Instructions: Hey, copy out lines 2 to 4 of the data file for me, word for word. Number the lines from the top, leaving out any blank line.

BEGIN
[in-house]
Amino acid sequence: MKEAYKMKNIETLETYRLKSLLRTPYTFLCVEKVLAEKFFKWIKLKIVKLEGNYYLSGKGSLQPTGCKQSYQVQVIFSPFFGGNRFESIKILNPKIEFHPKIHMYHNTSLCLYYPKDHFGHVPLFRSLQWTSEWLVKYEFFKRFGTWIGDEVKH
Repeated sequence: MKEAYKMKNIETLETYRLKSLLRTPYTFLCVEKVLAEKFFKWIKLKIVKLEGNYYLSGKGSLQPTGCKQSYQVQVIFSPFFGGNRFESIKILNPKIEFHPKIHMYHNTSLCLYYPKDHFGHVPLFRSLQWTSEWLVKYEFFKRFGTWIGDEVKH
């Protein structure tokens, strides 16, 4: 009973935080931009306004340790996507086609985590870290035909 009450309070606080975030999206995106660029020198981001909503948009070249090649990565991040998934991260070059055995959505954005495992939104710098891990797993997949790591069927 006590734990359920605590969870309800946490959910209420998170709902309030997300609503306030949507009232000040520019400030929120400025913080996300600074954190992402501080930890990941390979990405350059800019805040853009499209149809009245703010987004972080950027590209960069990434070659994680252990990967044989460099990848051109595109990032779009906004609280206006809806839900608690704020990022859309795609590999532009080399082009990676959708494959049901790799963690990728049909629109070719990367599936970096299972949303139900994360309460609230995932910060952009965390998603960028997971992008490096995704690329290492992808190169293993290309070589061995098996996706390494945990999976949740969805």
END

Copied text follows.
Amino acid sequence: MKEAYKMKNIETLETYRLKSLLRTPYTFLCVEKVLAEKFFKWIKLKIVKLEGNYYLSGKGSLQPTGCKQSYQVQVIFSPFFGGNRFESIKILNPKIEFHPKIHMYHNTSLCLYYPKDHFGHVPLFRSLQWTSEWLVKYEFFKRFGTWIGDEVKH
Repeated sequence: MKEAYKMKNIETLETYRLKSLLRTPYTFLCVEKVLAEKFFKWIKLKIVKLEGNYYLSGKGSLQPTGCKQSYQVQVIFSPFFGGNRFESIKILNPKIEFHPKIHMYHNTSLCLYYPKDHFGHVPLFRSLQWTSEWLVKYEFFKRFGTWIGDEVKH
């Protein structure tokens, strides 16, 4: 009973935080931009306004340790996507086609985590870290035909 009450309070606080975030999206995106660029020198981001909503948009070249090649990565991040998934991260070059055995959505954005495992939104710098891990797993997949790591069927 006590734990359920605590969870309800946490959910209420998170709902309030997300609503306030949507009232000040520019400030929120400025913080996300600074954190992402501080930890990941390979990405350059800019805040853009499209149809009245703010987004972080950027590209960069990434070659994680252990990967044989460099990848051109595109990032779009906004609280206006809806839900608690704020990022859309795609590999532009080399082009990676959708494959049901790799963690990728049909629109070719990367599936970096299972949303139900994360309460609230995932910060952009965390998603960028997971992008490096995704690329290492992808190169293993290309070589061995098996996706390494945990999976949740969805």